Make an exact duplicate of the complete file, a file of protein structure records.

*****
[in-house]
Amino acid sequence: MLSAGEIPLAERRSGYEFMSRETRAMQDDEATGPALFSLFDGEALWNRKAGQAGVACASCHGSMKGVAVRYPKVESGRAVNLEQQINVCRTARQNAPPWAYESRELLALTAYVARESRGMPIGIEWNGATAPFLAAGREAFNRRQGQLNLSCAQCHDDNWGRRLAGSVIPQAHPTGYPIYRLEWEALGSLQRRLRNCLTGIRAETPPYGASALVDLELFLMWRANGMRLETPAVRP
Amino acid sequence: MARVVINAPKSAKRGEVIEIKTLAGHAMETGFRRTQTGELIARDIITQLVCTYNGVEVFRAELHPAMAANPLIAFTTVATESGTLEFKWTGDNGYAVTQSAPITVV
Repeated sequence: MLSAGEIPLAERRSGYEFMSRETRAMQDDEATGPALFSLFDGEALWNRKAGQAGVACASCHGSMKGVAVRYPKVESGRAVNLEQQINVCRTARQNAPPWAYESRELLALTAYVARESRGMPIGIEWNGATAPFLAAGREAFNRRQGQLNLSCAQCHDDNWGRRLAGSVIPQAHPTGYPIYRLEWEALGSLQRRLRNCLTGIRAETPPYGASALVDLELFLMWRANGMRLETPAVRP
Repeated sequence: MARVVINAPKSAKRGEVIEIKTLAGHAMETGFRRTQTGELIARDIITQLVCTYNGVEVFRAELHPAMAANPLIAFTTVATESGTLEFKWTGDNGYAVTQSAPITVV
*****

[in-house]
Amino acid sequence: MLSAGEIPLAERRSGYEFMSRETRAMQDDEATGPALFSLFDGEALWNRKAGQAGVACASCHGSMKGVAVRYPKVESGRAVNLEQQINVCRTARQNAPPWAYESRELLALTAYVARESRGMPIGIEWNGATAPFLAAGREAFNRRQGQLNLSCAQCHDDNWGRRLAGSVIPQAHPTGYPIYRLEWEALGSLQRRLRNCLTGIRAETPPYGASALVDLELFLMWRANGMRLETPAVRP
Amino acid sequence: MARVVINAPKSAKRGEVIEIKTLAGHAMETGFRRTQTGELIARDIITQLVCTYNGVEVFRAELHPAMAANPLIAFTTVATESGTLEFKWTGDNGYAVTQSAPITVV
Repeated sequence: MLSAGEIPLAERRSGYEFMSRETRAMQDDEATGPALFSLFDGEALWNRKAGQAGVACASCHGSMKGVAVRYPKVESGRAVNLEQQINVCRTARQNAPPWAYESRELLALTAYVARESRGMPIGIEWNGATAPFLAAGREAFNRRQGQLNLSCAQCHDDNWGRRLAGSVIPQAHPTGYPIYRLEWEALGSLQRRLRNCLTGIRAETPPYGASALVDLELFLMWRANGMRLETPAVRP
Repeated sequence: MARVVINAPKSAKRGEVIEIKTLAGHAMETGFRRTQTGELIARDIITQLVCTYNGVEVFRAELHPAMAANPLIAFTTVATESGTLEFKWTGDNGYAVTQSAPITVV